When your child gets sick, you want to ease her aches and fever as soon as possible. But to do so safely, it’s important to follow careful guidelines to ensure that she gets the correct medication in the correct dose.
If they're not used right, over-the-counter (OTC) children’s medicines can cause serious and even life-threatening complications.
To make sure you are using OTC pain relievers safely for your child, follow these 12 tips. They are based on recommendations from leading health groups, including the FDA and the American Academy of Pediatrics.
Read the Drug Facts label every time you use a medicine.
It will tell you the active ingredients, what the drug is used for, how much to give your child, how often to give it, potential drug interactions or side effects, and when to call the doctor. Why should you read it if you’ve used the medicine before? Things may have changed since the last time. For example, your child may have gotten older or gained weight, so the proper dosage may be different this time.
Look for the active ingredient.
This is what makes the medication work, and you need to know what it is and what it does. Remember that the name of the active ingredient is usually different than the brand name of the medicine. This means that two different brands of medicine can have the same active ingredient. So, it’s important to be sure you are not giving your child two different medicines with the same active ingredient.
Different active ingredients can also do the same thing. For example, both acetaminophen and ibuprofen help reduce pain and fever. Knowing what the active ingredient is and what it does can also help you avoid accidentally giving your child two medicines that do the same thing.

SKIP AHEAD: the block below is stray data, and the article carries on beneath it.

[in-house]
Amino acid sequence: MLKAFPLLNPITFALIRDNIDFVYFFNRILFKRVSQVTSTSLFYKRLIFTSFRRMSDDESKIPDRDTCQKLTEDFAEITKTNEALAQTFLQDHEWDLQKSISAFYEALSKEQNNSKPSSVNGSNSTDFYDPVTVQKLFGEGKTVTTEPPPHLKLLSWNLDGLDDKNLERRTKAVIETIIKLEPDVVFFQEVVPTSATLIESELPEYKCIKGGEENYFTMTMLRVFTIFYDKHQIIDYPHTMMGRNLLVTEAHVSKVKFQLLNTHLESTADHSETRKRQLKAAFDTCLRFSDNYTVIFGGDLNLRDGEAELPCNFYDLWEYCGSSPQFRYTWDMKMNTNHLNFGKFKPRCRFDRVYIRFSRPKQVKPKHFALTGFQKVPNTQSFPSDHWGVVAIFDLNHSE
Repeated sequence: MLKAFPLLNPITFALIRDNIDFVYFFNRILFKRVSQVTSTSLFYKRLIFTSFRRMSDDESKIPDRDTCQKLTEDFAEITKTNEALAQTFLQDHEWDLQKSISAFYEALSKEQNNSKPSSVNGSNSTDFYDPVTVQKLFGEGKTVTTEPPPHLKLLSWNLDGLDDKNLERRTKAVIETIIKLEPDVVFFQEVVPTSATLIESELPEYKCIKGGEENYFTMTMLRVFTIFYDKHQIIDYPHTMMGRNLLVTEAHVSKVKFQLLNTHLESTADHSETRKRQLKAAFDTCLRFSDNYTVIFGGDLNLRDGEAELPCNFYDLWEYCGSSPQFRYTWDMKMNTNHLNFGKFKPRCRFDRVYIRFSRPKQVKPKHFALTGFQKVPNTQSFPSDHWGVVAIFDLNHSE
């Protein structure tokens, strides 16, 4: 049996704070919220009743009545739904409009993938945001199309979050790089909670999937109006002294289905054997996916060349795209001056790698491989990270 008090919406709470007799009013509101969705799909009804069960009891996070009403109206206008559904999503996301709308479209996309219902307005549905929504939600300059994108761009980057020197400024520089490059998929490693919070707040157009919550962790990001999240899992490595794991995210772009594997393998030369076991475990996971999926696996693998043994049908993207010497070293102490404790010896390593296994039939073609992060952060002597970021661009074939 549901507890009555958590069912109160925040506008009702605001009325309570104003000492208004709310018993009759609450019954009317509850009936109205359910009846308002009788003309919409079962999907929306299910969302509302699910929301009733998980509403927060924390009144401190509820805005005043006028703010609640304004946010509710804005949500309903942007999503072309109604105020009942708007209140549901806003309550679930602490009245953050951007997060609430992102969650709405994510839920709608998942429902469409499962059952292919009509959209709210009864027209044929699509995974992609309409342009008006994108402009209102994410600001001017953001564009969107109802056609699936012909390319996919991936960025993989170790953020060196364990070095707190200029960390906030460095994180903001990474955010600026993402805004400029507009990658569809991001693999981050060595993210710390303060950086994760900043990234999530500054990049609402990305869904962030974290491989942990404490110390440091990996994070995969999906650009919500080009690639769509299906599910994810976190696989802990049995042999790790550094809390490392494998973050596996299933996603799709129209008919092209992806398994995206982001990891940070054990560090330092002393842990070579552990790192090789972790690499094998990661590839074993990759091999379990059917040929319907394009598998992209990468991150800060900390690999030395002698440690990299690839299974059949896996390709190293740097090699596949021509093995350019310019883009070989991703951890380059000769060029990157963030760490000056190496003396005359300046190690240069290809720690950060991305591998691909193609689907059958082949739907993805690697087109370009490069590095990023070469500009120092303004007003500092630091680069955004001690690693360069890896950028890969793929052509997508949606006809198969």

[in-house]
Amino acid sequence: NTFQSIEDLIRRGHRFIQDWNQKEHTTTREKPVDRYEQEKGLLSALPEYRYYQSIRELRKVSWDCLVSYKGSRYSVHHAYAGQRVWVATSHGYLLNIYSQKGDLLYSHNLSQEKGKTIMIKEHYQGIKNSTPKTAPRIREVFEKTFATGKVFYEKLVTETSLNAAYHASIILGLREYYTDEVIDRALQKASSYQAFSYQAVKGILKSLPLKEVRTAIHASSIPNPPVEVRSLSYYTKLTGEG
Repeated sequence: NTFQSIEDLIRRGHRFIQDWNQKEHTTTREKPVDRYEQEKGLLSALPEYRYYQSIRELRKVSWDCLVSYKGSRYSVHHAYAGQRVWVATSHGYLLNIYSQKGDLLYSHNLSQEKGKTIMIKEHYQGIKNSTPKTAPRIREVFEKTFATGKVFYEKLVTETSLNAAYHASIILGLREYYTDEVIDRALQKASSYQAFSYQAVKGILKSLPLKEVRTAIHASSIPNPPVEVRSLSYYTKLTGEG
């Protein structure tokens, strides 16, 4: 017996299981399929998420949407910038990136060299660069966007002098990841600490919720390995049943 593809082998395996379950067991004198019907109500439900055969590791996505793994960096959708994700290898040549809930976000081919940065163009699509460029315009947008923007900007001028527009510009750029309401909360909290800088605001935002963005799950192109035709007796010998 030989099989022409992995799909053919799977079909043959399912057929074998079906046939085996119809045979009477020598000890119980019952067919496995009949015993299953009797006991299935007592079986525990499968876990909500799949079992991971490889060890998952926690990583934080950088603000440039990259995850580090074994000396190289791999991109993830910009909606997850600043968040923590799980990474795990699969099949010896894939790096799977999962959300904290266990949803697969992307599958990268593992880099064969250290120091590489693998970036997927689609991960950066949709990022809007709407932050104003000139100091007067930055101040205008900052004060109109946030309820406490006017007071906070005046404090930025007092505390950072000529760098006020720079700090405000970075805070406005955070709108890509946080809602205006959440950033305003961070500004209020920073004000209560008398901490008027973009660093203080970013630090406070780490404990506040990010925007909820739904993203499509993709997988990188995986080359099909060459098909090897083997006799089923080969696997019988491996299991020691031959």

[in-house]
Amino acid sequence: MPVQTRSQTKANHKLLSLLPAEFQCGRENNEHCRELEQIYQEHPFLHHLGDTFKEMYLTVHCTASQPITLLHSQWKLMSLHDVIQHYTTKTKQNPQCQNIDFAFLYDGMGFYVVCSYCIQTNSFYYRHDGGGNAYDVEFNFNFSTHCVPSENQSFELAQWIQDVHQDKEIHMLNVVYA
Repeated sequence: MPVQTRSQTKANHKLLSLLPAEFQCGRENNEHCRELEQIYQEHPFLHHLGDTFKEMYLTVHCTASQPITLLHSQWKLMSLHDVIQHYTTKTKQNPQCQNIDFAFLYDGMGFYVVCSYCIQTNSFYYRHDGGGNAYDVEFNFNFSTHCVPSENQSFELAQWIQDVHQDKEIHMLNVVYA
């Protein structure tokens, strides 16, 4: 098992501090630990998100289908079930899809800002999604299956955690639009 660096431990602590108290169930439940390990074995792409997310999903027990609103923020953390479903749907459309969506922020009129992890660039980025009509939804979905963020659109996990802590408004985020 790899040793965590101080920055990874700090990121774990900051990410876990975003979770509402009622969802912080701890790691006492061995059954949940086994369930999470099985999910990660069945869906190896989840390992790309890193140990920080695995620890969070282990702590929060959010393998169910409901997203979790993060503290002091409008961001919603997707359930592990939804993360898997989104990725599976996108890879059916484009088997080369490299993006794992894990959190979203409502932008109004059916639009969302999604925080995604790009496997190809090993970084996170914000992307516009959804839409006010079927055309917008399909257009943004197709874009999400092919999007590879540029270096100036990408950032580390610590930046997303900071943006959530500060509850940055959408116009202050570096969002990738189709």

Give the right formulation.
Medicines to help ease cold and flu symptoms are formulated differently for children and adults. You should never give an adult cold medicine to a child, not even in a smaller amount. And you should always call your doctor if your infant develops a cold or a fever.
Always follow dosage instructions.
Some medication dosages are based on weight and some are based on age, so be sure to follow what the package recommends. For those based on a child’s age, it’s a good idea to consult with your child’s doctor if your child is very light or very heavy for his age. That way, you can be sure that you are giving the right amount of medicine. Also, never give more than the recommended dose.
Only use the dosing tool that comes with the medication.
Never use a kitchen spoon or a dosing cup from a different medicine to give your child medication. Kitchen spoons can vary in size, as can dosing cups, so you can’t be sure that you’re giving the correct amount. If you misplace the dosing device that came with the medicine, you can talk to your pharmacist. Just be sure that the markings on the dosing device match the dose listed in the Drug Facts box on the medication label.